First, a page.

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Accordion List

Folklore and Folklife is no longer an official program at Penn, as of 2004, but many aspects of the subject have been taught or researched here for over 100 years. Consequently, the Penn Libraries' collection has great historical depth. For instance, Daniel Brinton did extensive work in Native American oral literature and in fact his publications from the period 1860-1880 were for some time the only ones on the subject. There has also been a long line of ballad scholars who have taught at Penn which is reflected in the collection.

The Penn Libraries has a strong collection that is especially deep in folk narrative primary and critical sources. Material culture studies are also strongly represented. These cover worldwide subjects. Folklore scholarship, though often flawed in its execution, was almost always concerned with inclusion of marginalized groups including ethnic minorities and women. The Libraries will continue to collect scholarly journals and monographs in folklore as they become available in appropriate formats in the future because folklore is of interest to so many disciplines.

The core of the collection occupies two ranges of books in the general stacks. Because of the difficulties in applying the Library of Congress classification to folklore, material is scattered throughout the collection. Large numbers can be found throughout the entire 'P' class since virtually every literature has some roots in folklore. The collection consists of the major journals in the discipline worldwide in all languages.

1. Chronological

No chronological limits.

2. Formats

Primarily printed materials and microform. Some audio materials are appropriate, particularly in ballad and folksong research. Consultation with the music librarian is necessary. Ephemeral publications are not collected. Children's materials are collected selectively if they provide high quality texts with strong attention paid to authenticity to folk performances. Relevant websites.

3. Language

English predominates; any language possible.

4. Publication Dates

We would try to fill any gaps. Any work is of interest if we do not already own it. In extreme cases, older published texts may be the only available examples of now-nonexistent oral literatures.

The vendors and approval plans which are widely used at the Van Pelt-Dietrich Library Center are also used with folklore materials. Most folklore books are listed in the usual national bibliographies. Specialized sources are the recently received lists published in Fabula: Zeitschrift fur Erzdlforschung and Zeitschrift fur Volkskunde (both quarterly).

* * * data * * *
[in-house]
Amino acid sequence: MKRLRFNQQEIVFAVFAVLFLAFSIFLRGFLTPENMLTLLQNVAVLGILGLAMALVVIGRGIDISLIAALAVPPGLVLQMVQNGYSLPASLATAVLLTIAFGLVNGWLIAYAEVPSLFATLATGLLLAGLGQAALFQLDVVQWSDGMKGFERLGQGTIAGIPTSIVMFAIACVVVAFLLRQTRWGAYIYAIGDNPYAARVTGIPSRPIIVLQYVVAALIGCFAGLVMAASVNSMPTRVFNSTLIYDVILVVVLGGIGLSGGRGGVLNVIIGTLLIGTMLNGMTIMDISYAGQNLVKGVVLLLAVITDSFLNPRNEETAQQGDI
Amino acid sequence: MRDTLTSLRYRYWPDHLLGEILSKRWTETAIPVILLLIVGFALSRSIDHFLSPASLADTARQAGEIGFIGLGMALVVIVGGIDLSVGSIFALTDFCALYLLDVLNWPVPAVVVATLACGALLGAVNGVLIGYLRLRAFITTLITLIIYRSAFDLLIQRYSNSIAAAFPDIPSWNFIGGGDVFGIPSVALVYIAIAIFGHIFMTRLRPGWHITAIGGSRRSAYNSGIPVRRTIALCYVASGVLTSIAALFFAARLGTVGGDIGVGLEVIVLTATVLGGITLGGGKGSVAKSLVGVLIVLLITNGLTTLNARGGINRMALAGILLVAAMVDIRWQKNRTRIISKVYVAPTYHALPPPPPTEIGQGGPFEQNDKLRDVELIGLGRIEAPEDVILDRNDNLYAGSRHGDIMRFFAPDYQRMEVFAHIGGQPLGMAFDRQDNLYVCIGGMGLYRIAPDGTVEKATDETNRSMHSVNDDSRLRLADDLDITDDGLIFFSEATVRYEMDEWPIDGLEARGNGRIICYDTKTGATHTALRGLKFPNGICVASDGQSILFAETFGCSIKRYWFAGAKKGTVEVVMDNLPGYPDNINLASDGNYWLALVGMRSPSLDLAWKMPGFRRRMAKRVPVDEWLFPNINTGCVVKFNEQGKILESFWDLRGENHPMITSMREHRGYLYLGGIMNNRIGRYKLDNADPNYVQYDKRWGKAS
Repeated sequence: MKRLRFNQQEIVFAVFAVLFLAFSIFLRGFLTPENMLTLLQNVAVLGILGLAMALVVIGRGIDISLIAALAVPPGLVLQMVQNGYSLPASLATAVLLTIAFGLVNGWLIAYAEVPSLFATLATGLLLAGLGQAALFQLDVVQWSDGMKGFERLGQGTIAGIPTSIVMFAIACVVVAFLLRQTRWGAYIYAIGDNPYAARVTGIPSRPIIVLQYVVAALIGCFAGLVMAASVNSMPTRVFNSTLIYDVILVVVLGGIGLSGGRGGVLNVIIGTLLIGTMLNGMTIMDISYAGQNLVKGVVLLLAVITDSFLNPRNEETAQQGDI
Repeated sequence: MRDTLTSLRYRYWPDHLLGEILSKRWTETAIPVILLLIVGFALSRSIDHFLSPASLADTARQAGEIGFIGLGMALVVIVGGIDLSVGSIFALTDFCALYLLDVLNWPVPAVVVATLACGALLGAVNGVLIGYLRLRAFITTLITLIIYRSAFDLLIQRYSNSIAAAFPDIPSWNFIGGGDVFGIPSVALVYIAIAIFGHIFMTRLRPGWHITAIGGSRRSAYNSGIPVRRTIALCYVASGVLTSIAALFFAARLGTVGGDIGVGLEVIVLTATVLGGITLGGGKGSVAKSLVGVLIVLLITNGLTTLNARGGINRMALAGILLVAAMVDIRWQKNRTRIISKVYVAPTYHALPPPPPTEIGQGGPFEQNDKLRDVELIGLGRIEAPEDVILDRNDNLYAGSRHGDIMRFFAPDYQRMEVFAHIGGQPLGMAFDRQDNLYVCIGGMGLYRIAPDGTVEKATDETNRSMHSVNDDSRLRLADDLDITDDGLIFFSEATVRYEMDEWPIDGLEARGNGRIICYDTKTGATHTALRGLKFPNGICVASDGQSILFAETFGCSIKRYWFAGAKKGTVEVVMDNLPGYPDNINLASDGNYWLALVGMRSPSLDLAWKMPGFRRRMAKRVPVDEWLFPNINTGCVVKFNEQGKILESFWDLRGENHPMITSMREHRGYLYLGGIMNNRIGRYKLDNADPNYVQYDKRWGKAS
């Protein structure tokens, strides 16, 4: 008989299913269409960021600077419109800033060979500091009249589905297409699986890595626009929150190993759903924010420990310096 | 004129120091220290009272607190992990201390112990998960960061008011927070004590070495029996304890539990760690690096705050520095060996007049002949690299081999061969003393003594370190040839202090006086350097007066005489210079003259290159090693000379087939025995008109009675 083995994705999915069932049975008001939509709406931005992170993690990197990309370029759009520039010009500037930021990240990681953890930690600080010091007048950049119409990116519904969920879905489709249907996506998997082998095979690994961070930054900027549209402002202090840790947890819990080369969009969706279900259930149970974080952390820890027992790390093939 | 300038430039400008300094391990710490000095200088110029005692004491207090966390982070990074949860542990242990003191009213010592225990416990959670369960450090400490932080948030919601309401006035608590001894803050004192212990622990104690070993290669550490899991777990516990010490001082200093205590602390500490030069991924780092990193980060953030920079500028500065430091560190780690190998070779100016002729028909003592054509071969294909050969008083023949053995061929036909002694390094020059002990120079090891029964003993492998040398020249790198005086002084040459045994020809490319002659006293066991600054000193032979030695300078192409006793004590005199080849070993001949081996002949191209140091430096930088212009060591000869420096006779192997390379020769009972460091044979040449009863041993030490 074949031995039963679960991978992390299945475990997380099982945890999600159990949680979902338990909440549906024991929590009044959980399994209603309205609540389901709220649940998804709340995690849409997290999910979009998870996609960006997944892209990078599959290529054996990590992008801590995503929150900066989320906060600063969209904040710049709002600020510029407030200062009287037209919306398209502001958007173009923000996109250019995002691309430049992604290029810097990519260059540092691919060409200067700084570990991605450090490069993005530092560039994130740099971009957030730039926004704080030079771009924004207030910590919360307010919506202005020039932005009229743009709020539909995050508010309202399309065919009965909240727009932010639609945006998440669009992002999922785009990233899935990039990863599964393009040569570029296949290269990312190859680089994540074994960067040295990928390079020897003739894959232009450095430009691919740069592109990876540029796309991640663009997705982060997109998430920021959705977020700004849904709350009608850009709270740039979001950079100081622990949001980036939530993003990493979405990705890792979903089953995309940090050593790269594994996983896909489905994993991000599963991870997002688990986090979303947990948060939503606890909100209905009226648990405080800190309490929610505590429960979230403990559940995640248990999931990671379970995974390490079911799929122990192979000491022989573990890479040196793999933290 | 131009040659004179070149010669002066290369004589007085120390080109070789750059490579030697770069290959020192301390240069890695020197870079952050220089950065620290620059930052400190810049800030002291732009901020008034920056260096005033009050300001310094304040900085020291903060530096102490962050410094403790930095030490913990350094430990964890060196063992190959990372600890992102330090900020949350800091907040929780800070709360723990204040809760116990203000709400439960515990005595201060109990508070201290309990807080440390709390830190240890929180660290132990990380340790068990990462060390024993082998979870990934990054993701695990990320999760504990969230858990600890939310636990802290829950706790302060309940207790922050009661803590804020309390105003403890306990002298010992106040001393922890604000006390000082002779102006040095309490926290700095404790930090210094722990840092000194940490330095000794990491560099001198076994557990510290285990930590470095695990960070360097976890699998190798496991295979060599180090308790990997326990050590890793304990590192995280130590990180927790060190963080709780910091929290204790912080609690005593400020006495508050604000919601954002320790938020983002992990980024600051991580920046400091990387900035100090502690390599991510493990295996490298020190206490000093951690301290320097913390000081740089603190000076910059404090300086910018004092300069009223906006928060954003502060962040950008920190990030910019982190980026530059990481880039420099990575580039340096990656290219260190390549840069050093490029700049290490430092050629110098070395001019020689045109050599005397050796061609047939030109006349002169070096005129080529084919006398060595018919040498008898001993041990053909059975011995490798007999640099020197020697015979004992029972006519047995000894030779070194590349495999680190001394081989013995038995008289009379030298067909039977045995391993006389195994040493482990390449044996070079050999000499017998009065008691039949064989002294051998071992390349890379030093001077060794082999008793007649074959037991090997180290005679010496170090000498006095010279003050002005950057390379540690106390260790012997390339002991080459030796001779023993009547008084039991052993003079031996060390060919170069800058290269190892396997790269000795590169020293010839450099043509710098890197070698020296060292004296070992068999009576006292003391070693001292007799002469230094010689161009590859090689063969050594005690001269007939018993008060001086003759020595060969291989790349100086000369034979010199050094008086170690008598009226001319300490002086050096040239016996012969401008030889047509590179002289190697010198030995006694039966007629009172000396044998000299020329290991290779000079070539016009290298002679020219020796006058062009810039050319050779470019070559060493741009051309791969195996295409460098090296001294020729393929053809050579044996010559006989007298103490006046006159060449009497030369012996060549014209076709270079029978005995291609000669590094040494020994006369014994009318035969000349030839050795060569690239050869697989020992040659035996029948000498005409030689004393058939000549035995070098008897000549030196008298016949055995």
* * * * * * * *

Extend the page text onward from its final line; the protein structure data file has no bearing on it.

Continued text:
The collection emphasizes the intellectual history of the discipline and texts relating to its major genres. Ethnographic works are collected heavily. Especially attended to are prose narratives including folktales and legends, material culture, folk art, and folk music. Insofar as the collection supports other disciplines, superstition, and folk belief are collected as well. 


The two most relevant libraries at Penn are the Albrecht Music Library, inside the Van Pelt-Dietrich Library Center, and the Museum Library. The music collection includes relevant materials in folksong and balladry. The Museum Library collects widely in oral literature, material culture, and field linguistics especially in Native American studies. Moreover, it has extensive collections in European ethnology, which has similar intellectual roots to folklore and still has many connections to it. Our East Asia materials also include extensive collections of folk literature. The Fisher Fine Arts Library contains materials in vernacular architecture and folk art so there is overlap with Van Pelt in these fields.

Locally, two important collections are those of the Balch Institute and the Contemporary Culture collections at Temple University. These collections consist of materials often thought to be ephemeral by most; yet for folklorists they provide what is often the only printed source material available. In the first case the Balch's concentration on ethnic studies provides materials on one of folklore's historical subjects. Likewise, many of many works collected at Temple are those often thought to be peripheral to academic libraries but for folklorists essential documentation.

Many specialized libraries are also of use to folklorists depending on their research interest. For example there are smaller libraries with specific collections; among them, the German Society of Pennsylvania and Swedish Historical Society. Another example of a library that would be of potential interest, although not necessarily on first glance, is that of Philadelphia University which has extensive collections in textile arts which are often the concern of folklorists.